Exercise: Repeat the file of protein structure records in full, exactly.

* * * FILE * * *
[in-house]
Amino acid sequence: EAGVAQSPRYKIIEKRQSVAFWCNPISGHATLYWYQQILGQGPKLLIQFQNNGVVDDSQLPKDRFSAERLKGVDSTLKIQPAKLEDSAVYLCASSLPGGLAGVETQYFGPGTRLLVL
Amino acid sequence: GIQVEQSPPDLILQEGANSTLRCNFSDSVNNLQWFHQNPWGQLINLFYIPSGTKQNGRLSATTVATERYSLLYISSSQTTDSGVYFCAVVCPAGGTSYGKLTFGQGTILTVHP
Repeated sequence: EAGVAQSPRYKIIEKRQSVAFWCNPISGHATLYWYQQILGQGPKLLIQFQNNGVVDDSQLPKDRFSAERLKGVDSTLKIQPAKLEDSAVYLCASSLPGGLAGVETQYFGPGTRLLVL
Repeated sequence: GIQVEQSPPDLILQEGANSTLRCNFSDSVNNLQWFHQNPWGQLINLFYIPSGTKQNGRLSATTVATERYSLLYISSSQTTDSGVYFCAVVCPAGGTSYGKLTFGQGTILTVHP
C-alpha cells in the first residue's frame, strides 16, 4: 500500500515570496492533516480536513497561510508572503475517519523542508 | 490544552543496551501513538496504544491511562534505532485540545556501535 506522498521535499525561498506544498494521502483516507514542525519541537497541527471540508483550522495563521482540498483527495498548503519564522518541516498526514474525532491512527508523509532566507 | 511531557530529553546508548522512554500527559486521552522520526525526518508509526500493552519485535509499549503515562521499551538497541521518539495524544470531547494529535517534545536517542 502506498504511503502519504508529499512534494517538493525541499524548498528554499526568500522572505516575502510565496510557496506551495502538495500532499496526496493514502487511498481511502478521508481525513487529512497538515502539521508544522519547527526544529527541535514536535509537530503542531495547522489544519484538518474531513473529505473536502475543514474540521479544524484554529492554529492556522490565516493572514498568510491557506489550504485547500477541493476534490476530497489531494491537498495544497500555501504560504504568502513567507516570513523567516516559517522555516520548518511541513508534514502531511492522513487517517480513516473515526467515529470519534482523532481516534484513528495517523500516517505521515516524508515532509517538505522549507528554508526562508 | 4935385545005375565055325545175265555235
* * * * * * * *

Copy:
[in-house]
Amino acid sequence: EAGVAQSPRYKIIEKRQSVAFWCNPISGHATLYWYQQILGQGPKLLIQFQNNGVVDDSQLPKDRFSAERLKGVDSTLKIQPAKLEDSAVYLCASSLPGGLAGVETQYFGPGTRLLVL
Amino acid sequence: GIQVEQSPPDLILQEGANSTLRCNFSDSVNNLQWFHQNPWGQLINLFYIPSGTKQNGRLSATTVATERYSLLYISSSQTTDSGVYFCAVVCPAGGTSYGKLTFGQGTILTVHP
Repeated sequence: EAGVAQSPRYKIIEKRQSVAFWCNPISGHATLYWYQQILGQGPKLLIQFQNNGVVDDSQLPKDRFSAERLKGVDSTLKIQPAKLEDSAVYLCASSLPGGLAGVETQYFGPGTRLLVL
Repeated sequence: GIQVEQSPPDLILQEGANSTLRCNFSDSVNNLQWFHQNPWGQLINLFYIPSGTKQNGRLSATTVATERYSLLYISSSQTTDSGVYFCAVVCPAGGTSYGKLTFGQGTILTVHP
C-alpha cells in the first residue's frame, strides 16, 4: 500500500515570496492533516480536513497561510508572503475517519523542508 | 490544552543496551501513538496504544491511562534505532485540545556501535 506522498521535499525561498506544498494521502483516507514542525519541537497541527471540508483550522495563521482540498483527495498548503519564522518541516498526514474525532491512527508523509532566507 | 511531557530529553546508548522512554500527559486521552522520526525526518508509526500493552519485535509499549503515562521499551538497541521518539495524544470531547494529535517534545536517542 502506498504511503502519504508529499512534494517538493525541499524548498528554499526568500522572505516575502510565496510557496506551495502538495500532499496526496493514502487511498481511502478521508481525513487529512497538515502539521508544522519547527526544529527541535514536535509537530503542531495547522489544519484538518474531513473529505473536502475543514474540521479544524484554529492554529492556522490565516493572514498568510491557506489550504485547500477541493476534490476530497489531494491537498495544497500555501504560504504568502513567507516570513523567516516559517522555516520548518511541513508534514502531511492522513487517517480513516473515526467515529470519534482523532481516534484513528495517523500516517505521515516524508515532509517538505522549507528554508526562508 | 4935385545005375565055325545175265555235